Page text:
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Incoming Citi CEO Jane Fraser says she’s proof that working part-time isn’t a career killer

This is the web version of The Broadsheet, a daily newsletter for and about the world’s most powerful women. Sign up to get it delivered free to your inbox.

Good morning, Broadsheet readers! Congresswomen drill CEOs on drug pricing, Hillary Clinton debuts her podcast, and incoming Citi CEO reflects on the most critical moments of her career. Have a powerful Thursday.

– ‘Just relax, chill, take a step back.’ Jane Fraser is set to become the first female CEO of a major U.S. bank in February when she takes the helm of $103 billion Citi. So the advice she offered at the Fortune Most Powerful Women Summit yesterday might seem counterintuitive: chill.

Fraser, whose appointment to CEO last month broke Wall Street’s stubborn glass ceiling, said that instruction was instrumental earlier in her career when she felt the need to go all-in at home and at work. “I think the best piece of advice I got was: Why am I in such a hurry?” Fraser told me. “I remember one of my mentors saying to me, ‘Jane, you’re going to have several careers in your life, and your careers are going to be measured in decades, so why this sense of rush and trying to have everything at the same time? Just relax, chill, take a step back and enjoy the process more, and enjoy the different phases of your life.’”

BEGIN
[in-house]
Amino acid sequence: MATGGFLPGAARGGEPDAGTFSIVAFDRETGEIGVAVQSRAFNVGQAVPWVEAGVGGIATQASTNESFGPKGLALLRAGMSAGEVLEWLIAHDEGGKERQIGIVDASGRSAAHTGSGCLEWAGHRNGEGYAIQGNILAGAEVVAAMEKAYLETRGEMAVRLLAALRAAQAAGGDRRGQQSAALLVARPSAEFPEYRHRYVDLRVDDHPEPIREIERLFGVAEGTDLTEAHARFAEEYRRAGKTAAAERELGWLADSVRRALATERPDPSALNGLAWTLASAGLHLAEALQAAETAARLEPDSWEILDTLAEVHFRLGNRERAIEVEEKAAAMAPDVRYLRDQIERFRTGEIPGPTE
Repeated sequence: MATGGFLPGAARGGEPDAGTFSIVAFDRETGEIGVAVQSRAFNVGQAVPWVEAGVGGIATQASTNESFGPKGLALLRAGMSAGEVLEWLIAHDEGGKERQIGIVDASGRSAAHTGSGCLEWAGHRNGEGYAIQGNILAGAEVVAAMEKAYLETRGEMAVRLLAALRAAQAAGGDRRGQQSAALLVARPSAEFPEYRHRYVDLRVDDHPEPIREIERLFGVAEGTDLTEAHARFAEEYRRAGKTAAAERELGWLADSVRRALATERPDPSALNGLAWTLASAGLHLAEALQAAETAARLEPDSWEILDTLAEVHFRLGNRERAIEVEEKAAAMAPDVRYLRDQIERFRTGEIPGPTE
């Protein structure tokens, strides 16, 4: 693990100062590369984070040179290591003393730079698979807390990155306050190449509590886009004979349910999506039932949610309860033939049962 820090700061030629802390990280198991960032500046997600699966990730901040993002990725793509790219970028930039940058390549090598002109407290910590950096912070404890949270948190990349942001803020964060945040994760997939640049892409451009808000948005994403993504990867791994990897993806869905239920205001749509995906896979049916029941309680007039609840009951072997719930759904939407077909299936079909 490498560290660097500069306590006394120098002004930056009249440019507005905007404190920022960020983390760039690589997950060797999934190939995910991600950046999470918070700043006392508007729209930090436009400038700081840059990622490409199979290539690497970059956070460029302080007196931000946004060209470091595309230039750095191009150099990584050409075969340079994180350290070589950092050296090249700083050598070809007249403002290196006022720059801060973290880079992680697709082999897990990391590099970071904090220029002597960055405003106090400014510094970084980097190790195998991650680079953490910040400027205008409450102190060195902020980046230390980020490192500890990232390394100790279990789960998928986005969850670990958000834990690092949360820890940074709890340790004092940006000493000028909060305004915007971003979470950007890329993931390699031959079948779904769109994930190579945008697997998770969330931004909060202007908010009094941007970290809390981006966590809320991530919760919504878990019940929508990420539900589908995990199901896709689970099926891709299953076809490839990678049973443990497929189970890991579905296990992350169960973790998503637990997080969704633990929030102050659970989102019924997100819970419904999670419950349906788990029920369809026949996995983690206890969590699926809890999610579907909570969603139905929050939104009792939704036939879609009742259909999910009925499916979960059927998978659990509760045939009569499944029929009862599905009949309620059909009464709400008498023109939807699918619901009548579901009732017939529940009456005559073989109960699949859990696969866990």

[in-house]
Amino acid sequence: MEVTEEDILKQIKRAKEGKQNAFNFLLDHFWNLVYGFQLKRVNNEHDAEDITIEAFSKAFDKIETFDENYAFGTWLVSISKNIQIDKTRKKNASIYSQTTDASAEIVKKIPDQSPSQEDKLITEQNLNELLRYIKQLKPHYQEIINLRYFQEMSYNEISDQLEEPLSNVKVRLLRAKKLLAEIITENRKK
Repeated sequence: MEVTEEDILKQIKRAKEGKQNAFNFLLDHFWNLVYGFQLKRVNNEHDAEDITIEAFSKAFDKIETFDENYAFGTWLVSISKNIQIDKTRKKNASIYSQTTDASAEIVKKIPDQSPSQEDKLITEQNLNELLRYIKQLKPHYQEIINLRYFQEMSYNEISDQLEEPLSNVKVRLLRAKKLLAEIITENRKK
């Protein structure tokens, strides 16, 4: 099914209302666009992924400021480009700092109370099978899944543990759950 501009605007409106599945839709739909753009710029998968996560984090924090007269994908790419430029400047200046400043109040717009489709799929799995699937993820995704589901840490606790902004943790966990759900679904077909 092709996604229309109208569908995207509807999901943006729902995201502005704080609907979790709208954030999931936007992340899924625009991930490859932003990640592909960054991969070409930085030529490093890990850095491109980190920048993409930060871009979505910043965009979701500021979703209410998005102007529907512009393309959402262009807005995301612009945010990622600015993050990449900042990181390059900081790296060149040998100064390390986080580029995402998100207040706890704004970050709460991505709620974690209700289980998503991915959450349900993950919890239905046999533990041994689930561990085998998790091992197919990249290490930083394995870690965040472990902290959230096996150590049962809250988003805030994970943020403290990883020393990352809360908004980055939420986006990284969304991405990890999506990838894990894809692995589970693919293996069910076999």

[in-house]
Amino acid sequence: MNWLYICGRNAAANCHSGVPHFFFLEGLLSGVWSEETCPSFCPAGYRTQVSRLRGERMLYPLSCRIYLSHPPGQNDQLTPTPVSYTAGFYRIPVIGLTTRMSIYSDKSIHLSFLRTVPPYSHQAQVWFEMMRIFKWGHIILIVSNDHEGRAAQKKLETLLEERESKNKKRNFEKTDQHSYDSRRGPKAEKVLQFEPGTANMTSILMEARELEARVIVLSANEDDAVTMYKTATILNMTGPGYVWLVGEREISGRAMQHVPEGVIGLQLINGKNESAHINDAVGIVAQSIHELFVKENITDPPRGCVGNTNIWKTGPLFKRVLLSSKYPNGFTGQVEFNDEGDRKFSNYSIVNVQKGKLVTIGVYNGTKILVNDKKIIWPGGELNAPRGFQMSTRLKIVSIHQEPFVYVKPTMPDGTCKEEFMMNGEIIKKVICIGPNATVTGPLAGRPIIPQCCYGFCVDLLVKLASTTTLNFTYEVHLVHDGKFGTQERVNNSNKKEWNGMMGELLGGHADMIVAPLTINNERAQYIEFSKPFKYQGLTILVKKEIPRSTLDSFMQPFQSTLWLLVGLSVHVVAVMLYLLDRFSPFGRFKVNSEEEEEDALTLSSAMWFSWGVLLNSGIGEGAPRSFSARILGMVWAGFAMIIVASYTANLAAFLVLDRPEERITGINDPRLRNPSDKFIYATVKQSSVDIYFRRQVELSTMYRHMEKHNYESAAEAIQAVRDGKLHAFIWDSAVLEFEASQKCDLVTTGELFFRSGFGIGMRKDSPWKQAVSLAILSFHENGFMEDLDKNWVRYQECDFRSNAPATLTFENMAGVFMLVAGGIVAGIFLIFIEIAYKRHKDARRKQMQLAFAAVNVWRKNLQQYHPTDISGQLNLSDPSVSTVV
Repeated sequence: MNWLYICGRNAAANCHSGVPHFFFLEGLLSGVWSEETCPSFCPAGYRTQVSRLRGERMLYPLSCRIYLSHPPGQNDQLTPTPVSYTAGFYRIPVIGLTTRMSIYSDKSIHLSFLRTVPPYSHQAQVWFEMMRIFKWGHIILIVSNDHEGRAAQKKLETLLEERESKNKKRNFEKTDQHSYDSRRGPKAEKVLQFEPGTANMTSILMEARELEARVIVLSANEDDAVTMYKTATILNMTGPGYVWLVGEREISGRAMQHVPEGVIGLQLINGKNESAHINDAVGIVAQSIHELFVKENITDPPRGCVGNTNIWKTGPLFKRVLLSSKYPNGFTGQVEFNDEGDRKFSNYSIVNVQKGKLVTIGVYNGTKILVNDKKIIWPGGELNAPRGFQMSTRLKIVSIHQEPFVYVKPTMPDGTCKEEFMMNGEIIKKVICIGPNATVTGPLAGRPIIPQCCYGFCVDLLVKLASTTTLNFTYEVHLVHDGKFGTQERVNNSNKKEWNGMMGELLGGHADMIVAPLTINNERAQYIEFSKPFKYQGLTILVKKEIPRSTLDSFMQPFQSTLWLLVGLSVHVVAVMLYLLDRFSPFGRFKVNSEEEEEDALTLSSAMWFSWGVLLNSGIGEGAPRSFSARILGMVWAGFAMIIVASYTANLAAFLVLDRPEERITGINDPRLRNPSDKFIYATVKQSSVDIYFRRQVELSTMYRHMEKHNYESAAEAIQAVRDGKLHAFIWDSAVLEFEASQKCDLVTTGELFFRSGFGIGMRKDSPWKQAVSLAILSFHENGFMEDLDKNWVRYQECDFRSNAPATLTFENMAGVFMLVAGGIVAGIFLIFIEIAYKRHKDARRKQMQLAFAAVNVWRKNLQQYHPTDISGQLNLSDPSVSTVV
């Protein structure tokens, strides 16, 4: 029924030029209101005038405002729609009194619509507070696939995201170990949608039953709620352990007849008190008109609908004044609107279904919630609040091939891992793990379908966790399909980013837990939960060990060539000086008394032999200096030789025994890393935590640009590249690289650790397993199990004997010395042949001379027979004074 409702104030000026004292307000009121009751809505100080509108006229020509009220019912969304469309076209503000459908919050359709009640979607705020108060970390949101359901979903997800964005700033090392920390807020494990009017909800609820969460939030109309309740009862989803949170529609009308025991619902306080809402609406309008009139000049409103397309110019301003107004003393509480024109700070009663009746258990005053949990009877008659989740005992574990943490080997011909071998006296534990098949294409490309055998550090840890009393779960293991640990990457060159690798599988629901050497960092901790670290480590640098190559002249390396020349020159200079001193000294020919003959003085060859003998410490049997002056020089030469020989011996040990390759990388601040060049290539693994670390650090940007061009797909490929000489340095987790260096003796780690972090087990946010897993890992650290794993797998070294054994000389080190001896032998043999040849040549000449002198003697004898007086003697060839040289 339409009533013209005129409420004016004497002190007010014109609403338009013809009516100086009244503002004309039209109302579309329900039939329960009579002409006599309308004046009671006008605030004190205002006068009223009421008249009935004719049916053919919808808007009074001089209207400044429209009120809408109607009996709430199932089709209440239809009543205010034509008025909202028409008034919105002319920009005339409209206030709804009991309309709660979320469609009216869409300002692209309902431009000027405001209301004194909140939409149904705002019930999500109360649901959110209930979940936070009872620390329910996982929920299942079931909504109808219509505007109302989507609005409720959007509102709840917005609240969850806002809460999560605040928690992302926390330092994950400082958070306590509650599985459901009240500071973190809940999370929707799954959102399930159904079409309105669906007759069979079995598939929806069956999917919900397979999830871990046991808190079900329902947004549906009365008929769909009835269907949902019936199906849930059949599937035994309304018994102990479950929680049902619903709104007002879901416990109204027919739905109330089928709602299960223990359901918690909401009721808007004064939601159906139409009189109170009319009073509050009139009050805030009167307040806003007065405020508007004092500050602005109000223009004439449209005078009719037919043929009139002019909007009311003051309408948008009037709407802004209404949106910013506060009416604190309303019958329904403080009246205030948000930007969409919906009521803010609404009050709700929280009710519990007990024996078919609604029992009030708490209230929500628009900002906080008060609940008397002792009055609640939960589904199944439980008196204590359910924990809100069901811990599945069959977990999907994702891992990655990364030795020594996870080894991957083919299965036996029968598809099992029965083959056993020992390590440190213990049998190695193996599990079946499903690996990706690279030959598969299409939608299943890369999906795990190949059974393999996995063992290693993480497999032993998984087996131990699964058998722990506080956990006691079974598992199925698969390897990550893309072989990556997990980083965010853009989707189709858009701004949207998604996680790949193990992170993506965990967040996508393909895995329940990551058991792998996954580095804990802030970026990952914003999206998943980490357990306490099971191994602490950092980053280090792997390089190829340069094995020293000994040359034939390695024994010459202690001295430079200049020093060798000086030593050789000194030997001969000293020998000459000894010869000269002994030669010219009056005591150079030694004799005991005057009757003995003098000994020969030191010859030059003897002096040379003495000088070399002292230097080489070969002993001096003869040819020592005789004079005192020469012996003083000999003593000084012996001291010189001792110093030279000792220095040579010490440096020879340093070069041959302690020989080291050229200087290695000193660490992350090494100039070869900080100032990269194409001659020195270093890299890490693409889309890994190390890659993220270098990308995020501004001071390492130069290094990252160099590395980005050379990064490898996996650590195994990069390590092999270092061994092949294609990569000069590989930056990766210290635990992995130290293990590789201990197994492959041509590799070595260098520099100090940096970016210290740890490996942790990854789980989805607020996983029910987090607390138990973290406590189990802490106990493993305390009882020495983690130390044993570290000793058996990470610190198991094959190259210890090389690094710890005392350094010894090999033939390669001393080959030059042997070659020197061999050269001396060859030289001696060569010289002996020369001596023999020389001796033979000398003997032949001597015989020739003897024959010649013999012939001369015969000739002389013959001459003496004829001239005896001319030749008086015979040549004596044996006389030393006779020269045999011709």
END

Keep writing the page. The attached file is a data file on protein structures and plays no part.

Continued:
For that reason, Fraser chose to work part-time after being named a partner at consulting firm McKinsey, her previous employer. That decision to carve out “precious” time with her kids was critical to her later professional achievements. “I’m so glad I did it,” she said. “I honestly don’t think I would be here today if I hadn’t.”

At the same time, Fraser says she understands the hesitancy that some working parents might feel about taking a step back from work. She hopes her own experience proves that unorthodox or more flexible work arrangements are not career-enders.

“I’m an example that it doesn’t need to sidetrack you from the longer-term goals” she said.

Another crucial career juncture was Fraser’s decision to accept the role of running strategy for Citi at the beginning of the financial crisis. She was initially uncomfortable with idea of taking the job, but heeded a friend’s advice to overcome the fear of failure. From there, Fraser got “hooked on stretch roles,” she said, “because you do learn so much.”

The 2020 MPW Summit will wrap up today with conversations with Magic Leap CEO Peggy Johnson, IBM executive chairman Ginni Rometty, Sam’s Club CEO Kathryn McLay, and more, including a special remembrance of Justice Ruth Bader Ginsburg. We’ll have the scoop from Day 3 tomorrow; there are more highlights from Day 2 below.

Claire Zillman
claire.zillman@fortune.com
@clairezillman

Today’s Broadsheet was curated by Emma Hinchliffe



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